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Instagram’s CEO knows you and Kylie Jenner are not happy the app is turning into TikTok

July 27, 2022, 12:11 AM UTC
Instagram CEO Adam Mosseri.
Instagram CEO Adam Mosseri.
Yasin Ozturk—Anadolu Agency/Getty Images

It’s not often that the CEO for a multibillion-dollar business responds to someone publicly criticizing his changes to a key algorithm, but Kylie Jenner isn’t just another Instagram user. She boasts 360 million followers and the huge influence that comes with them. 

On Tuesday, a day after she and her sister, Kim Kardashian, complained about changes to Instagram, Instagram CEO Adam Mosseri posted a video on Twitter to address the broader calls asking him to make Instagram, Instagram again.

In his nearly two-and-a-half-minute clip, Mosseri discussed Instagram’s recent shift to increased video content. He couched the changes as an effort to improve Instagram’s user experience.  

“We’re going to continue to support photos. It’s part of our heritage,” Mosseri said, “That said, I need to be honest—I do believe that more and more of Instagram is going to become video over time. We see this even if we change nothing.” 

His reasoning is based on what people are already sharing and viewing on Instagram, which is more videos. Therefore, he said Instagram must lean into that shift, while still supporting photos.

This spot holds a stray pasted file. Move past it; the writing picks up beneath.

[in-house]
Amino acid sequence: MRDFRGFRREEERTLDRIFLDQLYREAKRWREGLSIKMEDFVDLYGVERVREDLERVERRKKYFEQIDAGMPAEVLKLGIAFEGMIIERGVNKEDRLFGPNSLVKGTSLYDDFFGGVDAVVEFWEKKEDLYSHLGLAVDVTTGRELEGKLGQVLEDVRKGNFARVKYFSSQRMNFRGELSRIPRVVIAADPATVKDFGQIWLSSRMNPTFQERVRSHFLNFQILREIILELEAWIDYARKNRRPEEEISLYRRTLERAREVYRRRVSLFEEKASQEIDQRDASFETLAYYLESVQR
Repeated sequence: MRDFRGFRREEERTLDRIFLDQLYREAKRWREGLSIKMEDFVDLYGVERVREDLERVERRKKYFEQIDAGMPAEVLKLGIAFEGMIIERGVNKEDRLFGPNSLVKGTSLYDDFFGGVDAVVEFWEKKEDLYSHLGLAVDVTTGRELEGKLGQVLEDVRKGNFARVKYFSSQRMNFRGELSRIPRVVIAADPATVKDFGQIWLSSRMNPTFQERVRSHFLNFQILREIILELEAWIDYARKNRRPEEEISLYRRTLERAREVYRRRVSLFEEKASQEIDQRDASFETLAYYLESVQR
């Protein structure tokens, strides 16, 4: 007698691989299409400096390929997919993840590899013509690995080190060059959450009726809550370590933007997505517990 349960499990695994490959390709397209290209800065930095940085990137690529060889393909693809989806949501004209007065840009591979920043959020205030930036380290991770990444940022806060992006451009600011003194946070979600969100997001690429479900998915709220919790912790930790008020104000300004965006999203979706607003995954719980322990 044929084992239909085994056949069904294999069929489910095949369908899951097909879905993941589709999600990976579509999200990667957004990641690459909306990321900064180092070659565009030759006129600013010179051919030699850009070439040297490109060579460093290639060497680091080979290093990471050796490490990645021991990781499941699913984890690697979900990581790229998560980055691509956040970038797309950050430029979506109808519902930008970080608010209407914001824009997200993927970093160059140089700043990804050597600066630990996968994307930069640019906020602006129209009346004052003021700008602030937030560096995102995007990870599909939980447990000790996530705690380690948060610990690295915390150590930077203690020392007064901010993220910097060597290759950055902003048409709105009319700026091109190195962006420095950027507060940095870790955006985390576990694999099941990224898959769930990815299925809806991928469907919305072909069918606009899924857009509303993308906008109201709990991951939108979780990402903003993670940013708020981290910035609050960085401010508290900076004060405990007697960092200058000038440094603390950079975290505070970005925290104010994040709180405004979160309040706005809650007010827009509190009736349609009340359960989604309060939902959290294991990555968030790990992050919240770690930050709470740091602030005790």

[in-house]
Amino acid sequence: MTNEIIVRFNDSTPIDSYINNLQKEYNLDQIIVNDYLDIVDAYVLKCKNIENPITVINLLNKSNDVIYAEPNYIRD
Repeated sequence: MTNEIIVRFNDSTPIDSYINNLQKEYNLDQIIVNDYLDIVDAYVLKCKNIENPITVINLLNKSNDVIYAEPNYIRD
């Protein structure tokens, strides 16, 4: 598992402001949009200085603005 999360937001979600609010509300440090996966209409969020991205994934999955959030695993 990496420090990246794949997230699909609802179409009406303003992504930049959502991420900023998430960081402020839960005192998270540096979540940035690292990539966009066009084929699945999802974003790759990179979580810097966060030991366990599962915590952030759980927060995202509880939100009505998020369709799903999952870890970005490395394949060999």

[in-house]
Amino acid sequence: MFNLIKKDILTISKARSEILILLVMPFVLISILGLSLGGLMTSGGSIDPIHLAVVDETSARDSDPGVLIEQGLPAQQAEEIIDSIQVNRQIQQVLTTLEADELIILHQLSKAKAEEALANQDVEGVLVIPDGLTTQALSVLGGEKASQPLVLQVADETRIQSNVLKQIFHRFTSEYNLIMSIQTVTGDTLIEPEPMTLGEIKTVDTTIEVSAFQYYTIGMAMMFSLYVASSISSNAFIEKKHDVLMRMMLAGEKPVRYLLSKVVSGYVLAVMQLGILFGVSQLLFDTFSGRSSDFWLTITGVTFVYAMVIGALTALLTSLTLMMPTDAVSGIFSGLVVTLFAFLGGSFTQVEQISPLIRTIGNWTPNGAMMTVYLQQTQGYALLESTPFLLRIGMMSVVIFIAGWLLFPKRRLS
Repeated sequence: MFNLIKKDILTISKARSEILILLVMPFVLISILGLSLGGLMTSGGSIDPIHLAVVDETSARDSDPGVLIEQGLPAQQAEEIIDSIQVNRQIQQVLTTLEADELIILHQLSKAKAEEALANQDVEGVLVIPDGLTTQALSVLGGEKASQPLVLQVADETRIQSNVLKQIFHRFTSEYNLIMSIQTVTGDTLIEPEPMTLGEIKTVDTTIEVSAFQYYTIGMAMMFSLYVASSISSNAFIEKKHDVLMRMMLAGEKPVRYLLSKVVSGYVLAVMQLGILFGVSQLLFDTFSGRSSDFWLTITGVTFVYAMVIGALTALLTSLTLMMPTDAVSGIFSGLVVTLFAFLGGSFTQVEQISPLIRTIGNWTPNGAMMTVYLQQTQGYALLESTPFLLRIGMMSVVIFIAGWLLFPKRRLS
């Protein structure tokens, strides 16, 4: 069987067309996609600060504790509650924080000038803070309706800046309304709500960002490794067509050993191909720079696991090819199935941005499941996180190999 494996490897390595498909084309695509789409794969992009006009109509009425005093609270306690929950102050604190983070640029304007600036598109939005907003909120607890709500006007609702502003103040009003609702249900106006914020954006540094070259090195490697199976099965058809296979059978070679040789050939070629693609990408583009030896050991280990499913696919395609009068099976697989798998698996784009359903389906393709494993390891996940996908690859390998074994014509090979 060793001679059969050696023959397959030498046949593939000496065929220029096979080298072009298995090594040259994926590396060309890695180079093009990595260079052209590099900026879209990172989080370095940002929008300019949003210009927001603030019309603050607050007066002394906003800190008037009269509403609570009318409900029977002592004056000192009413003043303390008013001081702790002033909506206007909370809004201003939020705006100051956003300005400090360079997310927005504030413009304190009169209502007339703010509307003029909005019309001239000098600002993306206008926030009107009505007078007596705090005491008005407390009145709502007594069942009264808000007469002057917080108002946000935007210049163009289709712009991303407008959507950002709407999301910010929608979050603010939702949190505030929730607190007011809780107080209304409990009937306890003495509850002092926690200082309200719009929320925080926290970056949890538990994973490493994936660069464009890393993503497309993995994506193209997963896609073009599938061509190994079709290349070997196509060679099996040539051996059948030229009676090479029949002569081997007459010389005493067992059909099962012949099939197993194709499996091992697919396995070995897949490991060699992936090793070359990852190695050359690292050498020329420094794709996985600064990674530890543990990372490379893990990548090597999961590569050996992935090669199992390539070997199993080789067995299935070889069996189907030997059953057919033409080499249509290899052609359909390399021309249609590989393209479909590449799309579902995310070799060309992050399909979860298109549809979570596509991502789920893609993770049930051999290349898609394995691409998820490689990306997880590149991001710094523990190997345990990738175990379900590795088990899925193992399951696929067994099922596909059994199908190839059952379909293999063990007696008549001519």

In discussing changes Instagram made to the kind of content it recommends, or highlights, Mosseri suggested the goal is to help users discover new things. But, if users see content they aren’t interested in, it signals the service is doing a poor job. However, the hope, he said, is that the quality of recommendations improves because it’s how creators on Instagram—those who post photos and videos—reach an audience.

“We’re also going to need to evolve because the world is changing quickly and we’re going to have to change along with it,” Mosseri said. 

But a product architect with technology company Humane, Ken Kocienda, seemed to disagree with Mosseri and shared why on Twitter. 

“Products need to change to keep up, especially in the face of competition,” Kocienda wrote. “I get it. However, wrenching a product to be something radically different than what people want it and expect it to be probably won’t help. That isn’t evolution, it’s desperation.”

Another Twitter user asked why the company never listens to its users. 

“Believe it or not we try,” Mosseri responded, “We spend a ton of time trying to understand what people prefer based on how to use Instagram and what they say about the app. Things can get tricky when those two are in tension.”

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